Branded Anchor Text and Penguin
Generally speaking, your backlink text should be nicely and broadly diversified as a general policy. This means that you should include links with no keyword matching anchor text, a few exact keyword matching anchor text links and links with your website URL or brand name. This will provide you with the most general security. However, what if your brand name is your keyword? If your main keyword or phrase happens to be the exact same as your URL or company brand name, then you have to work sensibly and carefully to avoid using it too much. Especially if you also already have some exact match keyword links up.
If you have a non-keyword brand name, you shouldn’t have trouble with pegging a large part of your backlink anchor text to your URL, but with a keyword based brand, it’s better to err on the side of careful and follow a general strategy of diversified text anchoring.
Part of the problem is that Google itself is very secretive about how it analyses all aspects of SEO. Thus, no one is completely sure if the company has a method of knowing when anchor text is based on the actual brand or just an attempt to create exact matching keyword text. Many SEO experts suppose that Penguin can somehow make the distinction, but it’s still educated guesswork and carries a possible risk of de-ranking.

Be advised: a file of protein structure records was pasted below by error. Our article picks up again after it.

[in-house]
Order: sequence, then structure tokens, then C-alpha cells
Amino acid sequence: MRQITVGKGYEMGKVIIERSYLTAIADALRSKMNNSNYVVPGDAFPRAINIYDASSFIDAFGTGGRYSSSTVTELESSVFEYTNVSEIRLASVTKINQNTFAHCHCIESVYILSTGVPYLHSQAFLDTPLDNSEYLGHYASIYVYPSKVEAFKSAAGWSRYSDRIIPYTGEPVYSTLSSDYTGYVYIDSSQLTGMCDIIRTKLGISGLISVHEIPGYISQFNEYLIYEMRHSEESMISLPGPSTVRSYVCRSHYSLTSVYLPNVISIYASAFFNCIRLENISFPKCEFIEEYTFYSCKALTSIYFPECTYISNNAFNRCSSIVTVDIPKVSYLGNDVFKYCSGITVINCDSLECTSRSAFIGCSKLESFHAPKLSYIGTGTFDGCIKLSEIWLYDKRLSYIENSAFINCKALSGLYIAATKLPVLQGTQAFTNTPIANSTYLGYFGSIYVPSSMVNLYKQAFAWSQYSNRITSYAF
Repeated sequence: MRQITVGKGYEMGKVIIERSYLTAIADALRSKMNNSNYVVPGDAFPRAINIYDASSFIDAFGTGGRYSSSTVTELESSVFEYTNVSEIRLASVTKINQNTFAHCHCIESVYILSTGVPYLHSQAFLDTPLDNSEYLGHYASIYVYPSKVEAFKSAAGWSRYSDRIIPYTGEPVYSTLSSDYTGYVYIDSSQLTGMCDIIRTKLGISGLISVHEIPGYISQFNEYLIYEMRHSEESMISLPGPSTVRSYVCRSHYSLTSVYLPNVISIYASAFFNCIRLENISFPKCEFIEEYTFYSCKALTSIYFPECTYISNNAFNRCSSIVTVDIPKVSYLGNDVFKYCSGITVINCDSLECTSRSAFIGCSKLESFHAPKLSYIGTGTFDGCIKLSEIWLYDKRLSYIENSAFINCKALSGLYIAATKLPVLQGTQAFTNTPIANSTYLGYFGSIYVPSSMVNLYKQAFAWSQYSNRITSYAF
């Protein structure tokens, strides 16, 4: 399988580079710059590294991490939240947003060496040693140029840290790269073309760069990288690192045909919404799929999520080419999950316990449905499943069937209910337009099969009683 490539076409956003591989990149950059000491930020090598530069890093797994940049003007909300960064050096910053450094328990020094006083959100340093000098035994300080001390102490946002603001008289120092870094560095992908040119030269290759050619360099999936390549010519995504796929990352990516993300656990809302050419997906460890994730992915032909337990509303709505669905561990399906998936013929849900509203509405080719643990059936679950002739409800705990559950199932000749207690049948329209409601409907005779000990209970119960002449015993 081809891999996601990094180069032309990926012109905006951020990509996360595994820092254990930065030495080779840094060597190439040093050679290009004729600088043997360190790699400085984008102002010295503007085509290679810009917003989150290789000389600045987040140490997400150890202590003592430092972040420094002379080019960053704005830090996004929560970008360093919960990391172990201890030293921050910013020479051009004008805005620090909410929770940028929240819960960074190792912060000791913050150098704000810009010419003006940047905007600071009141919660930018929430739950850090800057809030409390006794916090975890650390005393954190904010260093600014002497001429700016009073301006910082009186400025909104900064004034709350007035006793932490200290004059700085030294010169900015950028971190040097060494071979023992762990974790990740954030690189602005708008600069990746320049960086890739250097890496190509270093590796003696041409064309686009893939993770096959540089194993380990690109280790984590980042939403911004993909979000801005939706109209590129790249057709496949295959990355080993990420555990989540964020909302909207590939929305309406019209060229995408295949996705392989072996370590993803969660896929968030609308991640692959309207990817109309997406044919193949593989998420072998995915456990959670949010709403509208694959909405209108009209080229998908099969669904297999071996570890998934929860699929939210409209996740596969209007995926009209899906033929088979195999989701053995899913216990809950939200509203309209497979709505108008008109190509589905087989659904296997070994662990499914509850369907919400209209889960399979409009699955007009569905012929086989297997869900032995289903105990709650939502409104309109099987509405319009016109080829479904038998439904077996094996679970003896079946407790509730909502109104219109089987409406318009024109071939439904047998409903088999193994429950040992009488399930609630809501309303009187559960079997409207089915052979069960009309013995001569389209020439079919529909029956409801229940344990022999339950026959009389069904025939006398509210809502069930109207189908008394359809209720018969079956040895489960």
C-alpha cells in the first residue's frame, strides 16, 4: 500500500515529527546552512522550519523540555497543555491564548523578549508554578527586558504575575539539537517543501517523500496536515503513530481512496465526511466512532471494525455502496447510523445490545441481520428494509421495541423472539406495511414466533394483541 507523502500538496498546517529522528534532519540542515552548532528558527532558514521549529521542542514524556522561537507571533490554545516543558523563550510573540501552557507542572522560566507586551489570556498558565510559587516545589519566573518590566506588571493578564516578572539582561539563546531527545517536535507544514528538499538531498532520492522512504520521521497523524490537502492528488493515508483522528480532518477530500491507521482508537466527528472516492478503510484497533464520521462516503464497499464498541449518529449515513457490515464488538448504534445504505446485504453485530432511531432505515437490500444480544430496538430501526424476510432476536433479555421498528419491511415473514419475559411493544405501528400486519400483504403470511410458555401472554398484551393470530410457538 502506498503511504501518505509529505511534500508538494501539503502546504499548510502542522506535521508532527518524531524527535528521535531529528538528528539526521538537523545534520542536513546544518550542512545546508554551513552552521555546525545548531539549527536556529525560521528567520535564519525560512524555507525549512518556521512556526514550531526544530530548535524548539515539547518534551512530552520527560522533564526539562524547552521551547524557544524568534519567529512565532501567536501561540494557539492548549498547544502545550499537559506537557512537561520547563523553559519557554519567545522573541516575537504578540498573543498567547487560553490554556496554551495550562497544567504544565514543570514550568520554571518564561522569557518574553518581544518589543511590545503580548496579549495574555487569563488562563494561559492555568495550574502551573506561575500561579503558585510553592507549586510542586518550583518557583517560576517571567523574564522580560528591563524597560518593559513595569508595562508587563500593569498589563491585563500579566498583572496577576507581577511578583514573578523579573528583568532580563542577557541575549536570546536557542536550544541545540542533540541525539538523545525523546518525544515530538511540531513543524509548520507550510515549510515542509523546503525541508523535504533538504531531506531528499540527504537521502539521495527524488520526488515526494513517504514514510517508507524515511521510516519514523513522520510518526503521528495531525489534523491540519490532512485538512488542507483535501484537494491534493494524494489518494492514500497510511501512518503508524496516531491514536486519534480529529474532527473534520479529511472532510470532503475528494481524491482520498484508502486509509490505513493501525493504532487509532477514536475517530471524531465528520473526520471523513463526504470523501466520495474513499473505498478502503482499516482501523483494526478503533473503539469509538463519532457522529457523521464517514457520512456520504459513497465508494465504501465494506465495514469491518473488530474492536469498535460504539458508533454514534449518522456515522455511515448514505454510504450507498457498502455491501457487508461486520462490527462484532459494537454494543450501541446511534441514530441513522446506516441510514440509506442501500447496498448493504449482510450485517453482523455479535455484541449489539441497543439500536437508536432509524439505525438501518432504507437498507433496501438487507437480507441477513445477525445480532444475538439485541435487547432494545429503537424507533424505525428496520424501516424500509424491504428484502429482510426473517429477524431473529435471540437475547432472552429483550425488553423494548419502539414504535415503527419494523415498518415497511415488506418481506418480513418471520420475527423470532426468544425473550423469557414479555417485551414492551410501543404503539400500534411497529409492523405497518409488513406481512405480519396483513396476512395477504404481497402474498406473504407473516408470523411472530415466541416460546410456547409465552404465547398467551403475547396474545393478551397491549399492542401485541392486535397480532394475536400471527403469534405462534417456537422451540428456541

Final Thoughts on Branded Anchor Text Strategy
The bottom line is that your link building strategy should be kept secure through two different methods: First, make sure that as many as possible of your incoming links whose placement you can control come from subject relevant websites and pages with a quality profile of their own.
Second, just to be safe, diversify your anchor text link strategy widely. Use a mix of your website brand name, URL as anchor text and non-exact keywords or phrases that somehow relate to your website content. Apply this strategy with particular discipline if your brand is the same as a top priority keyword that you’re trying to rank for.
Steven Chalmers has written for the tech industry for many years and has developed a wealth of knowledge over that time. When he’s not writing, you can find him covering companies working on his forthcoming novel.